Yuri Downing, the one-time Libertarian candidate who absconded rather than face prison time after he pled guilty to perjury charges related to misuse of Clean Elections dollars, is cooling his heels in Pima County Jail while he awaits transfer to Maricopa County.
Downing, the son of former District 28 state Rep. Ted Downing, was arrested yesterday by the Tucson Police Department, according to Deputy Dawn Hanke, a spokeswoman for the Pima County Sheriff's Department.
We're still tracking down details on the arrest, but in the meantime, here's what we reported back in March 2005:
Yuri Downing, the one-time Libertarian candidate from Maricopa County who recently pled guilty to perjury in relation to a free-spending campaign with Clean Elections dollars, is a wanted man.
Judge Jeffrey Hotham of Maricopa County Superior Court issued a warrant for Downing's arrest last Wednesday, March 16, after Assistant Attorney General E.G. Noyes informed the court of his "continuing willful violations of his release conditions."
Downing, the son of Rep. Ted Downing of Tucson, got in trouble with the law after he decided to run for the Arizona Senate. He persuaded two buddies to run for the House of Representatives, forming a Libertarian ticket that had no chance of actually winning office.
Still, because they managed to qualify for Clean Elections dollars, the three received about $100,000 in public money for their campaigns. A good chunk ended up being spent at Scottsdale nightclubs and other hotspots, which the candidates explained was part of their effort to reach out to new voters.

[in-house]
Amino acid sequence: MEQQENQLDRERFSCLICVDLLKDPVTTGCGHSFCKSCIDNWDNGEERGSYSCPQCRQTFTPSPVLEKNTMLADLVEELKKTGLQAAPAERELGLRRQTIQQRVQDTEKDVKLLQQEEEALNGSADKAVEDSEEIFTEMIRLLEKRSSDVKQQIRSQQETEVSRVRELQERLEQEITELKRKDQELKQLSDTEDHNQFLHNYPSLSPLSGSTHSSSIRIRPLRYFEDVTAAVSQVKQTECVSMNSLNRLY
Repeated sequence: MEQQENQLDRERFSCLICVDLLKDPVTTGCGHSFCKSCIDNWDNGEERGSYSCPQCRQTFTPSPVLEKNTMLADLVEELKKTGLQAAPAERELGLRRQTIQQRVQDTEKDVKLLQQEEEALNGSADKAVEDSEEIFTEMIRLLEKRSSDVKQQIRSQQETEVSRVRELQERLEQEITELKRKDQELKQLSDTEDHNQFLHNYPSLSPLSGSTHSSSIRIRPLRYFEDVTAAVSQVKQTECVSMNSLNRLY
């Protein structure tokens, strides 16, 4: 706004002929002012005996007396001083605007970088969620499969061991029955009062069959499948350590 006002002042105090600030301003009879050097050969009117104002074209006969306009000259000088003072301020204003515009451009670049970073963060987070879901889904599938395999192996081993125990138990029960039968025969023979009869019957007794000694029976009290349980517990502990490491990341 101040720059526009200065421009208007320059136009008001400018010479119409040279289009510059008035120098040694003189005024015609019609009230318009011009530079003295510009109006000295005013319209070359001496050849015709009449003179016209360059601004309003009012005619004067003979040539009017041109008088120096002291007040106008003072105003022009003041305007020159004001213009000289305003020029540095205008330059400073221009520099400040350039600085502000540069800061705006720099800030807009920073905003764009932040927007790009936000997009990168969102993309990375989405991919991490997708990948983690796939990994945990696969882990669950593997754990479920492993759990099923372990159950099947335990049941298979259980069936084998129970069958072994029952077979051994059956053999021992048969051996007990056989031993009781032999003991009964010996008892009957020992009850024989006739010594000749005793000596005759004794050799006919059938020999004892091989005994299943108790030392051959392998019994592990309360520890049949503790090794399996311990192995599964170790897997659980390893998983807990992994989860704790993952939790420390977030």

But Clean Elections officials weren't much amused by the trio's unorthodox campaigning and ordered them to repay the money. Downing's pals eventually agreed to reimburse the program on an installment plan; an anonymous benefactor bailed them out last year.
But Downing vowed to fight the commission, saying his campaign was totally legitimate. Once the Attorney General's Office got involved, however, Downing decided he didn't want his day in court after all. He pled guilty to perjury just before Christmas last year.
Downing's sentencing was scheduled for Jan. 26, but his attorney filed a motion requesting a continuance, saying Downing "is experiencing a mental crisis." Judge Hotham agreed to postpone the hearing, but ordered Downing to undergo drug and alcohol monitoring with Pretrial Services.
But Downing failed to report to pretrial services and, according to papers filed with the court, "had not submitted to drug testing, and ... said he would not do it because he would test positive for drugs."
Noyes asked for the arrest warrant late last month because Downing's "apparently drug-using, deteriorating, increasingly desperate condition" and "his expressed fear of incarceration" made him a flight risk.
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